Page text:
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This article was published 14/12/2010 (2082 days ago), so information in it may no longer be current.
Dave Johnson built up a substantial fortune. He did it the old-fashioned way - from scratch. By the time he was 40, he had made his first million. By the time he was 50, he had 20 million. By the time he was sixty, he had 50 million.
It takes a special person to build a large fortune. It is not taught in school. It also takes a measure of luck.
Knowing something of history, and something of the world, he knew what the future would bring. The vast majority of family fortunes last for two or three generations before they disappear without a trace, like sandcastles on the beach. Well-meaning heirs are rarely able to keep things going. There is a natural tendency to spend money, or use it in ways that put it at risk. Luck changes.
It does not have to happen that way. Some families carve a portion of the wealth off and put it into a dynasty trust. These are also called "perpetual trusts," or sometimes "legacy trusts."
Johnson decides to divide his wealth into two parts. The larger part will amount to 60 per cent. It will be given directly to his children. That will be their working capital, to do with it as they will. They can leave it to whoever they want when they eventually die.
The other 40 per cent will not be given directly to the children. It will be carved off and held in a dynasty trust. The trust will be based in Canada. That is where his family is. Offshore trusts are not as attractive to the wealthy as they once were.
Manitoba and Saskatchewan have laws that allow a trust to stay in operation forever. He will have to pick one of those two provinces to legally host the trust. Other provinces and territories in Canada place maximum time limits on the duration of a trust, forcing it to be collapsed during the lifetimes of the second generation of beneficiaries. That will not fit the plan.
How does the trust work?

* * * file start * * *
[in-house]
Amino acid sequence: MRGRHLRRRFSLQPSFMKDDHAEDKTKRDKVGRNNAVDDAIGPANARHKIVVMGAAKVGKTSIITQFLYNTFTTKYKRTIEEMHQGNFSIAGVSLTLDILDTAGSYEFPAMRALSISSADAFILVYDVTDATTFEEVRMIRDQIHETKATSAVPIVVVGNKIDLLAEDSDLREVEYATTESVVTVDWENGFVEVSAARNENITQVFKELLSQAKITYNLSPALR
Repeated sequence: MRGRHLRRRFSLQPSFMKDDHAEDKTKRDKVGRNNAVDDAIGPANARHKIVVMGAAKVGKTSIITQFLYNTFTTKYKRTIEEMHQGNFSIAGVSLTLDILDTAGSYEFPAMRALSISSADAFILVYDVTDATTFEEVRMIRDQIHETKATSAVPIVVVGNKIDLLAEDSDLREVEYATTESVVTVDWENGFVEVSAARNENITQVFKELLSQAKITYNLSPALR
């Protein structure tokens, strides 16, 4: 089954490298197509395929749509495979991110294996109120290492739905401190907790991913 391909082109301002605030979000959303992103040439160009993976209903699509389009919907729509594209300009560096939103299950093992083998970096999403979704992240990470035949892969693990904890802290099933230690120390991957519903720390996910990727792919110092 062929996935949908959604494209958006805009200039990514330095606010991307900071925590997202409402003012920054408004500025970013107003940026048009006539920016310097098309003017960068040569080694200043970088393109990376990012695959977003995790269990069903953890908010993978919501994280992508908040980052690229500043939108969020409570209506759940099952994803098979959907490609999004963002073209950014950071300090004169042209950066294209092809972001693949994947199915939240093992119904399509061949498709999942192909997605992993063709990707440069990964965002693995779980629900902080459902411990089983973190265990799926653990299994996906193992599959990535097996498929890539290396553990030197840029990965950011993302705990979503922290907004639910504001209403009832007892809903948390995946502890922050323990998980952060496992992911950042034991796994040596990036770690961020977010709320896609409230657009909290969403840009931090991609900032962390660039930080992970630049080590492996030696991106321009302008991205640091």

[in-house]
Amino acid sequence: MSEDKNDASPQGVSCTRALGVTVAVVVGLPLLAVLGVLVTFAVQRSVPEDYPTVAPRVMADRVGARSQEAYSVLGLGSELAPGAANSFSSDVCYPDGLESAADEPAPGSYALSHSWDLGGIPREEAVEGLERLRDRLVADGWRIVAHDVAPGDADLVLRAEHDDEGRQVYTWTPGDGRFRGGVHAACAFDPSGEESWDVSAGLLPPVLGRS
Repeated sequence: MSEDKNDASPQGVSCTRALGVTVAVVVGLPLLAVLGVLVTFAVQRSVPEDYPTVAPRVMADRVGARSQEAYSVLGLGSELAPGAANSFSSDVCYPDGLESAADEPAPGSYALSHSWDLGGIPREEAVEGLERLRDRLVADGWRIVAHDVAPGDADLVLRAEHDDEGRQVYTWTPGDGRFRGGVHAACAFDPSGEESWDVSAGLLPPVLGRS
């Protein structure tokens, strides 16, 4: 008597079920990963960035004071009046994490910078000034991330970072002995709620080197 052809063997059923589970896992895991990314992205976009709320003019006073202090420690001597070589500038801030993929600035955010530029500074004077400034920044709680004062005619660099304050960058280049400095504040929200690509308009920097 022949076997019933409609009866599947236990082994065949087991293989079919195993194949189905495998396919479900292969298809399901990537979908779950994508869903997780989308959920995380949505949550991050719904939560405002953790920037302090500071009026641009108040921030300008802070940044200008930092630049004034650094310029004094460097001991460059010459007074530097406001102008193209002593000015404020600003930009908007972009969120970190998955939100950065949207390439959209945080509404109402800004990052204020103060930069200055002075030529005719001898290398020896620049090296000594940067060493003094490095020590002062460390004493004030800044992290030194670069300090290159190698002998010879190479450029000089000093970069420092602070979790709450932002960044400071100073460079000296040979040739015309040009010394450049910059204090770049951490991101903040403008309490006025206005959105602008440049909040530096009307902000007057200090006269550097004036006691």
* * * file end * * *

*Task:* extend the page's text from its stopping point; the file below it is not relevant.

A trust company that administers trusts in Saskatchewan or in Manitoba is generally appointed to look after the money. That is what a trust company does. A special deal is cut on fees.
A council is then set up consisting of adult family members. It meets annually with the trustee. The family council has the power to fire one trust company and replace it with another. If the trust company charges too much, or treats the family poorly, it is gone.
How is the money in the trust used?
The trust document tells the trustee how to administer the money.
If Johnson is worried about the social safety net, he can direct that the money be focused on the future security of his descendants. None of them will ever be on the soup-line.
If he believes in education, he can direct that that money be used first and foremost for education. His heirs will consistently have the benefit of the best schools. None will ever know a limited horizon for lack of education.
If he is entrepreneurial, the trust can be established to fund business starts by lineal descendants. Perhaps one of the great-grandchildren will inherit his Midas touch.
He can combine some or all of those elements together, mixing and matching as he pleases. Johnson gets to decide what is important when the trust document is being drafted. His vision governs.
The most common objective for a dynasty trust is to make the family secure. It is rarely about providing guaranteed income. No one wants to create "trust babies" reliant on handouts from the trustees.
This is not about saving taxes. If Johnson lives in Alberta, a dynasty trust in Manitoba or Saskatchewan will actually increase his taxes, not decrease them.
Wealth creates a variety of opportunities. Many families set up a charitable foundation, leaving a measure of their wealth for the long-term benefit of the larger community around them. Some families, fewer in number, set up a dynasty trust to do the same thing for their descendants.
Dave Johnson is not real. The story is based on a variety of clients in various provinces who have built similar structures.
John E. S. Poyser is a lawyer with the Wealth and Estate Law Group at the Winnipeg firm Inkster, Christie, Hughes LLP. Contact him at (204) 947-6801 or email@example.com .